On the Children's Shelf: The Power of Children's Books

I recently discovered the book "Some Writer!: The Story of E.B. White" by Melissa Sweet. I started reading the section on the writing of "Charlotte's Web." After White wrote the book, he spent a year rewriting the opening. He tried beginning with Charlotte the spider, Wilbur the pig, Fern's dad, and finally settled on Fern asking her father where he was going with that ax. This really struck me because we all struggle with different parts of our writing, and to see one of my favorites struggle with a part of one of my favorite books made me feel that facing challenges while writing happens to even the best writers. 

I planned to write about this book last week for this column, but then E.B. White's former house went up for sale, and I was mentally moving in. Plans change, and I needed to write about the house.
After finishing my piece about E.B. White's house, I returned to "Some Writer!" and kept reading. As I turned the page, I saw the photo of E.B. White swinging on Fern's rope swing in the barn, the one I was mentally picturing my children swinging on just like Fern. I was immediately drawn to the photo and saw the note that it was taken by Jill Krementz on his farm in Maine. I started flipping through the pages and saw more photos taken by Krementz. 
Just as I felt there were so many things calling me to the E.B. White house when I heard it was for sale, now I felt even more drawn to it. I grew up riding horses, and when I was about eight, my mom gave me a copy of Jill Krementz's book "A Very Young Rider." The book follows a young girl as she cares for her pony and prepares for competitions. Krementz also wrote similar books about a young dancer and a young gymnast. I remember turning the pages of my copy of "A Very Young Rider" and being so drawn into the book. Yes, because it was about horses, but there was another reason. That book was the first time I saw a story being told with actual photographs not illustrations and those photos were beautiful. It spoke to me in  a way no other book had, and at that moment, I knew that someday I needed to somehow tell stories with photos.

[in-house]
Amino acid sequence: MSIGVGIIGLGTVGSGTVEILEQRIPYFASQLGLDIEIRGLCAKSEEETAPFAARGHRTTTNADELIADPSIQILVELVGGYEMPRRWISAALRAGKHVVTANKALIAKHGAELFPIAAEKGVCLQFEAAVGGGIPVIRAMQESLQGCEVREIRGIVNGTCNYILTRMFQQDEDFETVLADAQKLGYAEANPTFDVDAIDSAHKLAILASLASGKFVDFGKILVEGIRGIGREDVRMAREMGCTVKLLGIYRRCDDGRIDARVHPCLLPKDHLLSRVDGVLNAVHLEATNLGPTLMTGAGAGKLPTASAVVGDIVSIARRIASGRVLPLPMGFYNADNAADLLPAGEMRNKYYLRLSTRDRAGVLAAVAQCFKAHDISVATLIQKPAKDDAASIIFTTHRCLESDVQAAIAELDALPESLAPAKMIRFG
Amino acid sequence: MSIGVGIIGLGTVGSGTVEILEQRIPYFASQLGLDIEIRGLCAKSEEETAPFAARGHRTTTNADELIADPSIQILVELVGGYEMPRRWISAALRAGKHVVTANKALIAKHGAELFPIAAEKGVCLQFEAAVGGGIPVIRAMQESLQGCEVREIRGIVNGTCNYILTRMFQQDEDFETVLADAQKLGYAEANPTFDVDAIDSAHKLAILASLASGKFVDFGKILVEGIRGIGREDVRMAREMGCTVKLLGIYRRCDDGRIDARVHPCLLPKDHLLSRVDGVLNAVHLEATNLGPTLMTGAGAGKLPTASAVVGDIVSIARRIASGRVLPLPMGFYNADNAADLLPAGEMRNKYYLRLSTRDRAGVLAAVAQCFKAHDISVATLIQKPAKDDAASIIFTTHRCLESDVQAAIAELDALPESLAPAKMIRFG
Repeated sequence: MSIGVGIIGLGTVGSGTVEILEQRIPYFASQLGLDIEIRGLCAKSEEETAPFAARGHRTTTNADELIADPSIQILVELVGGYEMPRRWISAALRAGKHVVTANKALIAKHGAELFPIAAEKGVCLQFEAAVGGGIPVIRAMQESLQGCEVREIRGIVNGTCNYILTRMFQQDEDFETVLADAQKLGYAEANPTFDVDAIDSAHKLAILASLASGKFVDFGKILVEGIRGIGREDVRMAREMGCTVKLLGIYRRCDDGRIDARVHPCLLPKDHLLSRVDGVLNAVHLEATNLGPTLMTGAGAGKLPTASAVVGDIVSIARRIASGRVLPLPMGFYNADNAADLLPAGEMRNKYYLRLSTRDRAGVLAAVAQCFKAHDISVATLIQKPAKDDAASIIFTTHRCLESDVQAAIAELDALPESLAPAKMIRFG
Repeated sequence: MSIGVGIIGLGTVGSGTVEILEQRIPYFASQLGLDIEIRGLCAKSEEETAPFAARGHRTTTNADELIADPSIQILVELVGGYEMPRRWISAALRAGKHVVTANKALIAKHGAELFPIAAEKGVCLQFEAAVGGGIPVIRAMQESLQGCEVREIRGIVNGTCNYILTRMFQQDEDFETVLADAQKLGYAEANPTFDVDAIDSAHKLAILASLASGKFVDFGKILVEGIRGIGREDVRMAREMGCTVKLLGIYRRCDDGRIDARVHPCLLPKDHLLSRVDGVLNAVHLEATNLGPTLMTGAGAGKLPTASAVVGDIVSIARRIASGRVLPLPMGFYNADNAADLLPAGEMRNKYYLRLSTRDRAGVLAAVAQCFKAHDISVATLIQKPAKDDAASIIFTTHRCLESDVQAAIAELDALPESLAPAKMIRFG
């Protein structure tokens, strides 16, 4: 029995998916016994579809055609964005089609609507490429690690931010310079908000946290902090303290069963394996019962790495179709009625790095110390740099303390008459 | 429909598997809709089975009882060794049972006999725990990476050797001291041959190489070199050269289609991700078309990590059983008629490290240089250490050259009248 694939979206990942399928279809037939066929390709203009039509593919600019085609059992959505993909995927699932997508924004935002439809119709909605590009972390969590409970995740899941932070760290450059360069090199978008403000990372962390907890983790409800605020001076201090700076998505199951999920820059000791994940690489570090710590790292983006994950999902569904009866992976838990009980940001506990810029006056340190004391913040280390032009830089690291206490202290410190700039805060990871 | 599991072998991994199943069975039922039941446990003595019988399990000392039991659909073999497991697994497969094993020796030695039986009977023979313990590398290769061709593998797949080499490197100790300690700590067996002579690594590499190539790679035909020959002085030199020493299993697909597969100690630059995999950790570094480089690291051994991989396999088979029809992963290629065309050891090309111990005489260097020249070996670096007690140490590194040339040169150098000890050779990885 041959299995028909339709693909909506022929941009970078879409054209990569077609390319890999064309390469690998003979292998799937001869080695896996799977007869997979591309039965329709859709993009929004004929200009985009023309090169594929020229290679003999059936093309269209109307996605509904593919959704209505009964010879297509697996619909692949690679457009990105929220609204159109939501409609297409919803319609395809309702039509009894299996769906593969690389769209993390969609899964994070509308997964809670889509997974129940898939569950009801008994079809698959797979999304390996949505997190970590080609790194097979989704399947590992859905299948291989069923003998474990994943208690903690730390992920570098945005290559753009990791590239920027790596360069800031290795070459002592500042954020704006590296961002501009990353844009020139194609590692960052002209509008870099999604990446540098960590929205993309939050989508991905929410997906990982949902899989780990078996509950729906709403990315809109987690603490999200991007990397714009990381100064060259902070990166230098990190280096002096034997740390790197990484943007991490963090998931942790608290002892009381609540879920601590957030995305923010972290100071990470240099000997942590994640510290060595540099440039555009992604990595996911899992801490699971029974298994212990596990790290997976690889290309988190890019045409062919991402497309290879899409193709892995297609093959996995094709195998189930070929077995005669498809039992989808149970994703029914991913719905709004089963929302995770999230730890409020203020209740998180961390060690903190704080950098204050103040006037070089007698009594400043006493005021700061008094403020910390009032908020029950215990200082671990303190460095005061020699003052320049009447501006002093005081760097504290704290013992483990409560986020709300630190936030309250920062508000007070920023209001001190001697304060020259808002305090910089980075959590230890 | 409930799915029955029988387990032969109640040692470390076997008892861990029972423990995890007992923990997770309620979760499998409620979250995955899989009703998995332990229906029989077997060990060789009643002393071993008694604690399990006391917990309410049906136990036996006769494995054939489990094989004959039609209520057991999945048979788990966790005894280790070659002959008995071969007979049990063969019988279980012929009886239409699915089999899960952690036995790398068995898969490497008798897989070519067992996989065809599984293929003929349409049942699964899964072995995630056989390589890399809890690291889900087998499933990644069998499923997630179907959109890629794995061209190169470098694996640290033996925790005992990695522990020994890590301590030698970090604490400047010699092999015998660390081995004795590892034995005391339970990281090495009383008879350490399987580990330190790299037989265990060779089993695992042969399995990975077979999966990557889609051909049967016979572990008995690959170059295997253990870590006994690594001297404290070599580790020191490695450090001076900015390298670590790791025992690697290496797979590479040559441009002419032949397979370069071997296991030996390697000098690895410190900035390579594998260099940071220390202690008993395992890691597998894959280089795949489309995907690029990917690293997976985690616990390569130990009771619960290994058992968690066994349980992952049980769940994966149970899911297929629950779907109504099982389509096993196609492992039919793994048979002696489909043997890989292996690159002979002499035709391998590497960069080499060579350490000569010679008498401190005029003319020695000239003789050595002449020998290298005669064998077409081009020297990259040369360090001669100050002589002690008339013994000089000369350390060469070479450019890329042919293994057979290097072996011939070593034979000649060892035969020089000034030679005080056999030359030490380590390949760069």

I didn't plan to grow up to be a photographer, I don't think I even knew at that time that being a photographer was something I could do. I just wanted photos to tell stories. Often as I'm holding my camera trying to capture my story, I think of Jill Krementz and "A Very Young Rider." I think of how those photos spoke to me and how I hope someday mine speak to others. I do secretly want to write a children's book that combines my photos to tell a story.
This is the amazing thing with children's books. When you give a child a book, you have no idea how they might identify with it. They might find comfort in the pages. They might learn how they want to (or perhaps ways they don't want to) handle different situations. They might find a character with whom they identify. They might see that a character is going through the same thing they are and not feel alone. Or like me, they might find a part of themselves they didn't know existed, a part of them that is inspired to write or take photos or be an illustrator. They might find a whole new world they never imagined.
My mom gave me "A Very Young Rider" because I was a little girl who lived for horses. She thought I would identify with another little girl with horses, but because of that book, I grew up to be a photographer. Thank you Jill Krementz for showing me the power of photographs to tell a story.
Be sure to check out both the Jill Krementz "A Very Young...." books (there are copies in the local library system) and Melissa Sweet's "Some Writer!" I highly recommend both.